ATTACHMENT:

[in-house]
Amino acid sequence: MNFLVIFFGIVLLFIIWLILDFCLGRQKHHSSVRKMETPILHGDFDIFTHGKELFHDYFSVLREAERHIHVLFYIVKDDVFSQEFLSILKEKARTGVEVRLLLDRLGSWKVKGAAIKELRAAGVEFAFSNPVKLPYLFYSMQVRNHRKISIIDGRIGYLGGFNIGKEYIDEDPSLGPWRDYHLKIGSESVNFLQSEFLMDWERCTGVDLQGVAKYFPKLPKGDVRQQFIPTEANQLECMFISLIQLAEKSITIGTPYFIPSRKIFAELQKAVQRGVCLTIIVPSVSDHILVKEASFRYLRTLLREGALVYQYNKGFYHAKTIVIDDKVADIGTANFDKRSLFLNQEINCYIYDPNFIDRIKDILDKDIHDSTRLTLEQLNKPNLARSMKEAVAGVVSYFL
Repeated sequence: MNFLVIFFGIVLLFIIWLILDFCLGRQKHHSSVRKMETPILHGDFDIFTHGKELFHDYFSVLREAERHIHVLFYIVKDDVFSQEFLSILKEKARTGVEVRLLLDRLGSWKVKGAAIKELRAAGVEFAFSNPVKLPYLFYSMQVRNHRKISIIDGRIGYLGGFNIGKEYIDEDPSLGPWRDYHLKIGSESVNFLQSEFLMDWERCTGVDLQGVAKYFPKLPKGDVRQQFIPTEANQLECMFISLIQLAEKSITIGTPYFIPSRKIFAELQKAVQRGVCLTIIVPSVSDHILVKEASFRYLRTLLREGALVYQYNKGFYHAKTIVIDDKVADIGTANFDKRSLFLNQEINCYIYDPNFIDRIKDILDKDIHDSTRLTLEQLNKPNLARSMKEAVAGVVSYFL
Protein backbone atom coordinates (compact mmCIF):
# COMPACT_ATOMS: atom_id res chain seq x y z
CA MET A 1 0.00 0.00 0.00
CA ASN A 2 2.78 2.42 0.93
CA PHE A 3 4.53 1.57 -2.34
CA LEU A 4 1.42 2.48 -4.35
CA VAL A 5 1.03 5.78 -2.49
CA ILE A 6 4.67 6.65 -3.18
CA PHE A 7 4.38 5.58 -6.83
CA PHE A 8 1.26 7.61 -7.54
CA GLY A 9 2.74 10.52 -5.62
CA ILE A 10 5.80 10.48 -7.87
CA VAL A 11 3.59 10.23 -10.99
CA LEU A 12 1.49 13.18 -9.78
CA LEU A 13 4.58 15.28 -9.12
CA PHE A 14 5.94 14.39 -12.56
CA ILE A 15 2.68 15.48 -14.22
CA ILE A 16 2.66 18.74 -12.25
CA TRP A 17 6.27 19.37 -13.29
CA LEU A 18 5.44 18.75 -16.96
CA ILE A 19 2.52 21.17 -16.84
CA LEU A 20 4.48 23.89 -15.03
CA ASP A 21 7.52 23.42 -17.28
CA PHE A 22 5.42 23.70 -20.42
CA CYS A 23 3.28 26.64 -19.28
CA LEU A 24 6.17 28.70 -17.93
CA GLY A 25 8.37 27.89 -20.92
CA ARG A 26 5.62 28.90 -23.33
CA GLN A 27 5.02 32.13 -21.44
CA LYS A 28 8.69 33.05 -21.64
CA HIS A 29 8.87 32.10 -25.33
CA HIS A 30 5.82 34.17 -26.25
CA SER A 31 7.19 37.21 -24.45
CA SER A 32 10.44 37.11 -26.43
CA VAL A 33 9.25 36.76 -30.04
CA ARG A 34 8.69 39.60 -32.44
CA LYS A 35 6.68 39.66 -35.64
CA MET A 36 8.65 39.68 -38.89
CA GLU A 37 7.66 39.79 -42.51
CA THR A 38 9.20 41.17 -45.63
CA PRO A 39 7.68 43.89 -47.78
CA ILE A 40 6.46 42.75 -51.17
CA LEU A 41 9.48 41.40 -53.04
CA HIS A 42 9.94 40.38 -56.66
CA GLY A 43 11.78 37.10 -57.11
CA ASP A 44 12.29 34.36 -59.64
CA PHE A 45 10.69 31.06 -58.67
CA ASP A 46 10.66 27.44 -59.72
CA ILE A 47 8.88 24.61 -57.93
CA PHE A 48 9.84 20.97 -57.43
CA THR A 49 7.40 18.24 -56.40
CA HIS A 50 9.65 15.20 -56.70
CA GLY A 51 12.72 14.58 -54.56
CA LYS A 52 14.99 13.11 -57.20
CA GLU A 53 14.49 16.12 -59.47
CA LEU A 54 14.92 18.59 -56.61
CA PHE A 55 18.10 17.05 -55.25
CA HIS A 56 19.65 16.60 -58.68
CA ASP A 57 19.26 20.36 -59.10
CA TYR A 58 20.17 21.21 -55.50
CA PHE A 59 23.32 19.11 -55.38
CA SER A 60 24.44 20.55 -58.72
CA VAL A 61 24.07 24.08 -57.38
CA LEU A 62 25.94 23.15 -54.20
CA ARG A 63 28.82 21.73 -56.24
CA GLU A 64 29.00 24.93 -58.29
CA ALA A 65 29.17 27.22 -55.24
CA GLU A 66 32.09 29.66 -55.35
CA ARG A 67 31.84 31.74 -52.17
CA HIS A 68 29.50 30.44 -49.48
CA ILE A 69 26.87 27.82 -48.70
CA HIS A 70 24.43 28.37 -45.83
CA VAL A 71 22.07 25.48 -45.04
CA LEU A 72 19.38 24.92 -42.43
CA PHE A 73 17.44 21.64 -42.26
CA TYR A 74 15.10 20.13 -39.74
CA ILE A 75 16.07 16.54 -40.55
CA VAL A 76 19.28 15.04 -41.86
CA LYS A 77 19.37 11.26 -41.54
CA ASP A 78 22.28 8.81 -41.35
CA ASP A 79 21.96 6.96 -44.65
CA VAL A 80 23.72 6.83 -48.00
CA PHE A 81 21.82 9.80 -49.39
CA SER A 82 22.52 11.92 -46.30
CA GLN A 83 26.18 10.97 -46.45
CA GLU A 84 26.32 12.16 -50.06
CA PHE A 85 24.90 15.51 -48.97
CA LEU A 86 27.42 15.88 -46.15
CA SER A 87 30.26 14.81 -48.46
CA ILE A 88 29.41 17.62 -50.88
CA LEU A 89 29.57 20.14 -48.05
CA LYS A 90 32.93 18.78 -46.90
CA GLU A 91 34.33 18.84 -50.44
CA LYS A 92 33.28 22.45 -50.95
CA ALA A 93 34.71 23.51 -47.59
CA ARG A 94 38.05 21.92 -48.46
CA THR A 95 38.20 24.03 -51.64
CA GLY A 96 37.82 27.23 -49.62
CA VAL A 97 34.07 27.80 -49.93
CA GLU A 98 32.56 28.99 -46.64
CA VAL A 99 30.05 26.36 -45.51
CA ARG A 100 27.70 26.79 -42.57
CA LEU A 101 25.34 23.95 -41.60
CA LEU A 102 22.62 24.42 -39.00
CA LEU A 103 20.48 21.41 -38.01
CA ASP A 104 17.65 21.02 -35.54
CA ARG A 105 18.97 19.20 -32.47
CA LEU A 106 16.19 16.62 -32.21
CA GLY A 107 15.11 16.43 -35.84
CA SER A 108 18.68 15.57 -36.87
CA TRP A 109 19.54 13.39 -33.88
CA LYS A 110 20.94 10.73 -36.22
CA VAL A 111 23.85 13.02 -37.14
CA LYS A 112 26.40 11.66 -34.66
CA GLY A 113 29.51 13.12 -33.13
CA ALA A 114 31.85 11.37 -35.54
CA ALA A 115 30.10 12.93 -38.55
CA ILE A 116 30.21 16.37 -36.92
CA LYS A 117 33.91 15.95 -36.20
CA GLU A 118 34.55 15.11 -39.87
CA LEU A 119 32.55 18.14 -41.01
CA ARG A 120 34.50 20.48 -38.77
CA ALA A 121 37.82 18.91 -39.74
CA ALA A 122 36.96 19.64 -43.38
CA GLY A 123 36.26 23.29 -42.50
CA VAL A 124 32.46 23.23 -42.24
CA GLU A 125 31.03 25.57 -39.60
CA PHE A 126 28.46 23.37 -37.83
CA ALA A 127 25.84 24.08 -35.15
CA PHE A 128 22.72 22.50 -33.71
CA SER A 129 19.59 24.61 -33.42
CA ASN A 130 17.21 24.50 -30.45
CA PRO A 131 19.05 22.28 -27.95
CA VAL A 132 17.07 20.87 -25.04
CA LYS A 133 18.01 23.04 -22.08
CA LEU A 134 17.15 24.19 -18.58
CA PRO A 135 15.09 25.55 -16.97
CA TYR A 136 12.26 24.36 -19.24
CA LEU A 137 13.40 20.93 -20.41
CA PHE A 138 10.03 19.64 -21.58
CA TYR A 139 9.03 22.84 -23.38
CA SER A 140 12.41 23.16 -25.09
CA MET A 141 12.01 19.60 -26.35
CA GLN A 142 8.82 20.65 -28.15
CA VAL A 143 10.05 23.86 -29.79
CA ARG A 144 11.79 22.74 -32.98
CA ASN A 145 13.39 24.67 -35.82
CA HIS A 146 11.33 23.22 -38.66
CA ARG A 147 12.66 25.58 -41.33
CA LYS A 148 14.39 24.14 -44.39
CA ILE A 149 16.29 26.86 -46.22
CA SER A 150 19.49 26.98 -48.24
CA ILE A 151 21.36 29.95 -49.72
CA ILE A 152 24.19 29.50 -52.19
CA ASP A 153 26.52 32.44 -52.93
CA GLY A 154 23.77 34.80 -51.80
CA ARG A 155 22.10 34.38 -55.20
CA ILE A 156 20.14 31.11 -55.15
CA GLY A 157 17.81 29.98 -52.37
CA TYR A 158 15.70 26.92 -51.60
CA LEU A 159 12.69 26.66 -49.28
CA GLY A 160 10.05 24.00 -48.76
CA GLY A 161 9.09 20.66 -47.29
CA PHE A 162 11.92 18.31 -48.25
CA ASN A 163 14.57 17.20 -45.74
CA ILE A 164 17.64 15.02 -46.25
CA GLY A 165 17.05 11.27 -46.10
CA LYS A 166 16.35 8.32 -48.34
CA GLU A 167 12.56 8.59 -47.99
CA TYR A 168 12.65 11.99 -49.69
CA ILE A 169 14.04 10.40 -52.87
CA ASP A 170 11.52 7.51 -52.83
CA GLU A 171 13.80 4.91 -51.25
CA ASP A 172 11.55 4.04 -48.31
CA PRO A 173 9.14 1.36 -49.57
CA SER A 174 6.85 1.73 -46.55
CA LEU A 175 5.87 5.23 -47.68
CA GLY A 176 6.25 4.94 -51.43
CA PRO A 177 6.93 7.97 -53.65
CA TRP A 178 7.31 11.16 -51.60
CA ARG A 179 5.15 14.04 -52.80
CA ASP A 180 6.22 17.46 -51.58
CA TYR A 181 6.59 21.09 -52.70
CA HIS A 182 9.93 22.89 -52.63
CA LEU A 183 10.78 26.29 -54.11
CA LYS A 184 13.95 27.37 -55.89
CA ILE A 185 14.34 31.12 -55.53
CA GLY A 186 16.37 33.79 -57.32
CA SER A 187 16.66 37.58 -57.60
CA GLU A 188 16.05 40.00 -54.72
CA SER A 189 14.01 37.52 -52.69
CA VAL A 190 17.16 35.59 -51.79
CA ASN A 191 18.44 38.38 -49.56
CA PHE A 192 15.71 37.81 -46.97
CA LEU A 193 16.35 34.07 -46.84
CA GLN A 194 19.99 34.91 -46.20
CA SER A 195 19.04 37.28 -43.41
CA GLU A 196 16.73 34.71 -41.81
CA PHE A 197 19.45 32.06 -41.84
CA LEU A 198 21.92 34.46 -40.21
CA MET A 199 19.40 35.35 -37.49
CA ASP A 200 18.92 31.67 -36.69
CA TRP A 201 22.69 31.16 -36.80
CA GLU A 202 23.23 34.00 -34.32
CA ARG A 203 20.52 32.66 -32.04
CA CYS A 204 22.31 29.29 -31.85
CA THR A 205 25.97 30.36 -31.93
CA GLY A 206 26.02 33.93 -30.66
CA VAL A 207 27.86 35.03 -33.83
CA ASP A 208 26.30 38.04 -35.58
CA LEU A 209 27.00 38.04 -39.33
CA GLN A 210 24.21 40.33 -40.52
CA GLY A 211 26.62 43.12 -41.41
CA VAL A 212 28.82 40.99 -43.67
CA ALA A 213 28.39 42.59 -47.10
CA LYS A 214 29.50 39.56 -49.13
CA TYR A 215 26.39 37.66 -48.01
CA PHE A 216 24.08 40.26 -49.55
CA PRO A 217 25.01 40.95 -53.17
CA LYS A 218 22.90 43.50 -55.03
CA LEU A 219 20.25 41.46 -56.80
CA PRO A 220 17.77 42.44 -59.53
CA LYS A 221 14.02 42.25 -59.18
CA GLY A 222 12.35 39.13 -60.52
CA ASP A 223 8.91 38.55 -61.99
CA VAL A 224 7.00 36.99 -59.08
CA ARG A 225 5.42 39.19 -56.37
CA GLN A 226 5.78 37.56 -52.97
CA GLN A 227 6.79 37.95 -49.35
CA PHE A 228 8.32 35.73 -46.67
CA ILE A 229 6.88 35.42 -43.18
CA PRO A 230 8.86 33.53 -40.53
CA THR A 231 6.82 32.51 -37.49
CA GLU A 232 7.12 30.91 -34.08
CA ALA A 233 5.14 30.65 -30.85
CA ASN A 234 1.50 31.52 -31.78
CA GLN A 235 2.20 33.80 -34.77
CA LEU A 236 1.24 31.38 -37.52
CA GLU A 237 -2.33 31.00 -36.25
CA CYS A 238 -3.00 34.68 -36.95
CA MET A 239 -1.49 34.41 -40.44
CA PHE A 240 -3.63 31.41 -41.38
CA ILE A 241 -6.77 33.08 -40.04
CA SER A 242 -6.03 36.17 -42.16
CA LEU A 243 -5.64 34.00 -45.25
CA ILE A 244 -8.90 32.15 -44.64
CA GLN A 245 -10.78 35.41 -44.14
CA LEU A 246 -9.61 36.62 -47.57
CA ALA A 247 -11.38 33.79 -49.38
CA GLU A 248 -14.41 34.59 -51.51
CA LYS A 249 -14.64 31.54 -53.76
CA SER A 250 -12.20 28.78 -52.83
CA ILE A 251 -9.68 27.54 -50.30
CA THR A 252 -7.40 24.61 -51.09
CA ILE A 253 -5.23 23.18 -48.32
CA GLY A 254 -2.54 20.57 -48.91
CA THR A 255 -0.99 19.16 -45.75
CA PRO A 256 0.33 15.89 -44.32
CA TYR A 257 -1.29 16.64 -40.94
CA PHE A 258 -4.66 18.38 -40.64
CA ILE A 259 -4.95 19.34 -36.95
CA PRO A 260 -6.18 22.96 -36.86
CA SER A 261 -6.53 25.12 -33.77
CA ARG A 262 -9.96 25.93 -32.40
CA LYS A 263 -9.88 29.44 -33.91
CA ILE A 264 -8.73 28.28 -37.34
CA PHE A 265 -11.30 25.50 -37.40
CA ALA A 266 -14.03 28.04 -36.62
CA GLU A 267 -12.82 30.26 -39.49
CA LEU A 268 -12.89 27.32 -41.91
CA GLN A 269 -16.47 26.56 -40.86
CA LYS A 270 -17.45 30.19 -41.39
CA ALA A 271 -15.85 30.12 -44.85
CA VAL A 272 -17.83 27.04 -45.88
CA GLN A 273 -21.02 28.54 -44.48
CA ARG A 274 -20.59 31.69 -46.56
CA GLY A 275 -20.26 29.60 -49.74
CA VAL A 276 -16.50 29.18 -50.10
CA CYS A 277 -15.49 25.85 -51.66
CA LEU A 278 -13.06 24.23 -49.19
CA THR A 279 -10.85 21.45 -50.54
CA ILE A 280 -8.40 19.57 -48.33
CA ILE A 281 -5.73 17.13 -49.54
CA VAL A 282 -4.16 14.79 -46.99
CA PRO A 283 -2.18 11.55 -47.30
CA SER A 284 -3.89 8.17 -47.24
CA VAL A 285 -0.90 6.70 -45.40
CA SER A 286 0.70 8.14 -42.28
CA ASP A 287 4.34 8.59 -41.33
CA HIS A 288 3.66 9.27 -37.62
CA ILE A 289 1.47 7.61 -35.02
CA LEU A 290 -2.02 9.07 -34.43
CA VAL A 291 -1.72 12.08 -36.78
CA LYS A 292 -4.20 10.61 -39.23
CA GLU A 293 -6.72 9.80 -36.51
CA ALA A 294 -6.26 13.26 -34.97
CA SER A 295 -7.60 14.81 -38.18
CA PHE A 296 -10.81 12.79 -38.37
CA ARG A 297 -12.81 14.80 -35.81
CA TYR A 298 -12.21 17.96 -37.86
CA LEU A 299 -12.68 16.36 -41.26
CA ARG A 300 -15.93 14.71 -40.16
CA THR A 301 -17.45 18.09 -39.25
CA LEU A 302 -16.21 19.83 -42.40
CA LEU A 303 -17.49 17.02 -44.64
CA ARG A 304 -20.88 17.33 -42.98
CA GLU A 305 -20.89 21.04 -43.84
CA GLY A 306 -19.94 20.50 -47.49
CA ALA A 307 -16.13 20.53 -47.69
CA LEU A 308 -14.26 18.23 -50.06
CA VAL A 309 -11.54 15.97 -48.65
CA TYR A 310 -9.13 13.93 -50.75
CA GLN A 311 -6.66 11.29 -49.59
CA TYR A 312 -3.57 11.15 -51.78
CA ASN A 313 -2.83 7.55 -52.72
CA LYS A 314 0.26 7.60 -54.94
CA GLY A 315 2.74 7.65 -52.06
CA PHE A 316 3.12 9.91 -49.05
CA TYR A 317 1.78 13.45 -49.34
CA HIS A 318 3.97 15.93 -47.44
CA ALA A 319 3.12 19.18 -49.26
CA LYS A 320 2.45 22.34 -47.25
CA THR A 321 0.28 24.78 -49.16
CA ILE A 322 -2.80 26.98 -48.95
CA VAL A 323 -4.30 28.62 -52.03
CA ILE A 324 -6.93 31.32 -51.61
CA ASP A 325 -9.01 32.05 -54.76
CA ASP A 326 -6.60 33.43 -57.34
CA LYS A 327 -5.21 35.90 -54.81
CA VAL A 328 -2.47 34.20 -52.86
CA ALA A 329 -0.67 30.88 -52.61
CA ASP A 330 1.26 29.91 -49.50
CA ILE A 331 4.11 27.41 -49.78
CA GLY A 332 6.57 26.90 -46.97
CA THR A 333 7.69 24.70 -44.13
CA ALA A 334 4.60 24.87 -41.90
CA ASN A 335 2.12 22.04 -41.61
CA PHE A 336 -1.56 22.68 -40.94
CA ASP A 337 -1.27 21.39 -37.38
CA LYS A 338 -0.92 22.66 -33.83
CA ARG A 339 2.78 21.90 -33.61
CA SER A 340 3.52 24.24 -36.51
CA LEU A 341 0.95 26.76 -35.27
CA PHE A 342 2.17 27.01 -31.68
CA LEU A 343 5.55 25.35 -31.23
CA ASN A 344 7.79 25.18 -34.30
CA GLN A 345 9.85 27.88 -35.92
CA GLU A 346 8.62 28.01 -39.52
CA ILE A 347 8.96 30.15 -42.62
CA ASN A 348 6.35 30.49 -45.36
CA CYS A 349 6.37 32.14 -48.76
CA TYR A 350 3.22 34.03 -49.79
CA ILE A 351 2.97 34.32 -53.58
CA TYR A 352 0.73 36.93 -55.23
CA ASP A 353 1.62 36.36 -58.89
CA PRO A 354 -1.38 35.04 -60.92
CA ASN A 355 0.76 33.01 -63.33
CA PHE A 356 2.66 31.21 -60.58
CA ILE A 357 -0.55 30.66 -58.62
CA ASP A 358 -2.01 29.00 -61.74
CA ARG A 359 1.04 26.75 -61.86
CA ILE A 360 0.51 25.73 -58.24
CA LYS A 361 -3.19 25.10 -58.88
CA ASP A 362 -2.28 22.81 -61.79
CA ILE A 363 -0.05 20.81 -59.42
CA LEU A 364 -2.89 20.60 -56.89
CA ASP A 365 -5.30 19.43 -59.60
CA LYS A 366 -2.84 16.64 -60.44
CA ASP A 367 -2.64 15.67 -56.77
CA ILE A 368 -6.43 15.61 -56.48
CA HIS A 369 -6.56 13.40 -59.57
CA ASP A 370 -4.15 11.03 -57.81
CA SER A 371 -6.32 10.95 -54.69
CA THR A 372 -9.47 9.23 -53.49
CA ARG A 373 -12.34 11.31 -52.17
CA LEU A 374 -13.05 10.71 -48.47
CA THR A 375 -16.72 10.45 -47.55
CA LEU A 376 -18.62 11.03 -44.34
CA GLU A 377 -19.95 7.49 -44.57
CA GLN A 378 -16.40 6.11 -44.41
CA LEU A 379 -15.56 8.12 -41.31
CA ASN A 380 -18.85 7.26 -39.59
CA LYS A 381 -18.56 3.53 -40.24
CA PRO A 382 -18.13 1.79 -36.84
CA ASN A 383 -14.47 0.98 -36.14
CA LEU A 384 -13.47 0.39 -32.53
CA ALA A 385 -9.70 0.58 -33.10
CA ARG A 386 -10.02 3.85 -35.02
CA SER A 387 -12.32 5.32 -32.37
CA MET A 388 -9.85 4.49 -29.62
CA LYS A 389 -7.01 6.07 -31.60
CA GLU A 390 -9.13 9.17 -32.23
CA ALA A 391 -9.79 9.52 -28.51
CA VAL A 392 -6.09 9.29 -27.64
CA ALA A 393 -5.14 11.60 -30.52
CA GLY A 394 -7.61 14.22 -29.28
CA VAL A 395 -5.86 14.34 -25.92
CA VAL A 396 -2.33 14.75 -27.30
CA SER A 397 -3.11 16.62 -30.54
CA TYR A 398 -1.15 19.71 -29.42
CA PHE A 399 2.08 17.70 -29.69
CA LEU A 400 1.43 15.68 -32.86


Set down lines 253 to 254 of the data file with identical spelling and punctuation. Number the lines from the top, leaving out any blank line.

CA GLU A 248 -14.41 34.59 -51.51
CA LYS A 249 -14.64 31.54 -53.76